# locally homeomorphic

Let $X$ and $Y$ be topological spaces. Then $X$ is locally homeomorphic to $Y$, if for every $x\in X$ there is a neighbourhood $U\subseteq X$ of $x$ and an http://planetmath.org/node/380open set $V\subseteq Y$, such that $U$ and $V$ with their respective subspace topology are homeomorphic.

## Examples

• Let $X=\{1\}$ and $Y=\{2,3\}$ be discrete spaces with one resp. two elements. Since $X$ and $Y$ have different cardinalities, they cannot be homeomorphic. They are, however, locally homeomorphic to each other.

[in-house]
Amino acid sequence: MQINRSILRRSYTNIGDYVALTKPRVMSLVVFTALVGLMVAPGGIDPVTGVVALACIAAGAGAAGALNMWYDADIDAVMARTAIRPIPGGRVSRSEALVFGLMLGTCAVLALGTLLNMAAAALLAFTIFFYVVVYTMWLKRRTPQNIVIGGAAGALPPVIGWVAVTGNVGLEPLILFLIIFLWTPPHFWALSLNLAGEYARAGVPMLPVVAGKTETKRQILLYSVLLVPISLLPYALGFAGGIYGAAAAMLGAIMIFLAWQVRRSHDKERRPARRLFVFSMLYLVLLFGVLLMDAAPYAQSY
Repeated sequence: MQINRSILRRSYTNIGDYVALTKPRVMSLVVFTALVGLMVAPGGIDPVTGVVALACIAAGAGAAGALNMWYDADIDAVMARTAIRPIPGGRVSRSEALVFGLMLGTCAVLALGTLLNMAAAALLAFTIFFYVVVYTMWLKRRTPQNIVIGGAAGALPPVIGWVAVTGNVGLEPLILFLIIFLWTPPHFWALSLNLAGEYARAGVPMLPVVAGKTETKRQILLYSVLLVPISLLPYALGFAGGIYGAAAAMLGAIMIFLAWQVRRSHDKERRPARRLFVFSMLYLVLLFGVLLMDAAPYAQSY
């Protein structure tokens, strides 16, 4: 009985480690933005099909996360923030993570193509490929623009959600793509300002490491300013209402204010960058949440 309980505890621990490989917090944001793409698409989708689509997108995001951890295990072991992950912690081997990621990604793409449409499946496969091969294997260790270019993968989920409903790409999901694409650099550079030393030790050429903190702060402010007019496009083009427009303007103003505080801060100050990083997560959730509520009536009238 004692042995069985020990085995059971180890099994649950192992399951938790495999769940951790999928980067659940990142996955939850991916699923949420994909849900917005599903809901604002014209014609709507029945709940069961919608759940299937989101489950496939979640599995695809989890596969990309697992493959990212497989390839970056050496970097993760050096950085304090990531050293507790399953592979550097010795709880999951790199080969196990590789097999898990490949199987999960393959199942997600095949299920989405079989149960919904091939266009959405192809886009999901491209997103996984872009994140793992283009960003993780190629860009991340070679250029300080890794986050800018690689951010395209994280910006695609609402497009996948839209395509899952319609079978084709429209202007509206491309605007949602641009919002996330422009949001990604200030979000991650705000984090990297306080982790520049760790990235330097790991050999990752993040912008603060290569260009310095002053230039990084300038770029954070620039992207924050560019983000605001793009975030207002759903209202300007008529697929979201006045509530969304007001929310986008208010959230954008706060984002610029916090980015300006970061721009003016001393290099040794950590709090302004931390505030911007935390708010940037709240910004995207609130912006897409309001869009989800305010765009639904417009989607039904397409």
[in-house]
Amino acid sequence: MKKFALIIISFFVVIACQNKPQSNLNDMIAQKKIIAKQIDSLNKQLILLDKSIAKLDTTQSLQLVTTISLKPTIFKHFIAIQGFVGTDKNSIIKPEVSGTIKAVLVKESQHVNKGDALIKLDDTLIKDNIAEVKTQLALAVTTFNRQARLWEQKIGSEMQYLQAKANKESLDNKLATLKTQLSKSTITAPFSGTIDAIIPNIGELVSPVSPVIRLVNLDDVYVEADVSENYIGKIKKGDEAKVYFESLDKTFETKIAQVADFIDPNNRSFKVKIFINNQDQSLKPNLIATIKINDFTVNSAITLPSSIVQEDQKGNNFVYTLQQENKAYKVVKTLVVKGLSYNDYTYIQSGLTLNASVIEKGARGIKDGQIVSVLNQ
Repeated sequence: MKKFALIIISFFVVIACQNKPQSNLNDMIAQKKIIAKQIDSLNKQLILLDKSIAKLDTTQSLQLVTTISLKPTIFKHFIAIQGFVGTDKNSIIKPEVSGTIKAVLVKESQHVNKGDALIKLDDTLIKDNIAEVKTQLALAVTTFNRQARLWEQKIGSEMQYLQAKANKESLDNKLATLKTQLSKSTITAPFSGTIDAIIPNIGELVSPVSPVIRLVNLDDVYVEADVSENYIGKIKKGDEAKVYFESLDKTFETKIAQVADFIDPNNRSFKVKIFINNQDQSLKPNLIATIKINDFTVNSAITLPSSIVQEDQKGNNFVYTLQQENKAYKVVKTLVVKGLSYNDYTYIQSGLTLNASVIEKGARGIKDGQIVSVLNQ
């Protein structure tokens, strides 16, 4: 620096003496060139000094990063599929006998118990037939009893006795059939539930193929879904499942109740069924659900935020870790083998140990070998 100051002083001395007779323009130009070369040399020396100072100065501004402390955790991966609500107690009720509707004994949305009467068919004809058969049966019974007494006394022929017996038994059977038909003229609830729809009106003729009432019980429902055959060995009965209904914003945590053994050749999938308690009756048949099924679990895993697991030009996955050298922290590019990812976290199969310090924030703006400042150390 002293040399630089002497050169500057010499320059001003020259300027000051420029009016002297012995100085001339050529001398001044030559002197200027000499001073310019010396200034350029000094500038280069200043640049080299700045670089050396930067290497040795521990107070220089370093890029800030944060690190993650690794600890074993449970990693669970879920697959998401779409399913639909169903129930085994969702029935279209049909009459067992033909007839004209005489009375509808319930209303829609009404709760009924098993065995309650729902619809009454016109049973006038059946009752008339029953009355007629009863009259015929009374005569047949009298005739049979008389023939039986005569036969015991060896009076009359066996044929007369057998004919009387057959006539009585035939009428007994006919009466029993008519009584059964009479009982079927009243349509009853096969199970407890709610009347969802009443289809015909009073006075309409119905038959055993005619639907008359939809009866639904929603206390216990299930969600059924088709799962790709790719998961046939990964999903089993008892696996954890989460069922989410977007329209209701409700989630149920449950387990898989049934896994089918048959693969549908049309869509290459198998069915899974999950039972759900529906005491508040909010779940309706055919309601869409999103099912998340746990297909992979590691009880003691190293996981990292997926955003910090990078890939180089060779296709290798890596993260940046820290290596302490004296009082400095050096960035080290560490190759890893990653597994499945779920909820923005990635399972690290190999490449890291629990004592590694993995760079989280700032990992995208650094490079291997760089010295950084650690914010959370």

• Again, let $X=\{1\}$ be a discrete space with one element, but now let $Y=\{2,3\}$ the space with topology $\{\emptyset,\{2\},Y\}$. Then $X$ is still locally homeomorphic to $Y$, but $Y$ is not locally homeomorphic to $X$, since the smallest neighbourhood of $3$ already has more elements than $X$.

• Now, let $X$ be as in the previous examples, and $Y=\{2,3\}$ be http://planetmath.org/node/3120indiscrete. Then neither $X$ is locally homeomorphic to $Y$ nor the other way round.

• Non-trivial examples arise with locally Euclidean spaces, especially manifolds.

Title locally homeomorphic LocallyHomeomorphic 2013-03-22 15:14:34 2013-03-22 15:14:34 GrafZahl (9234) GrafZahl (9234) 4 GrafZahl (9234) Definition msc 54-00 local homeomorphy LocallyEuclidean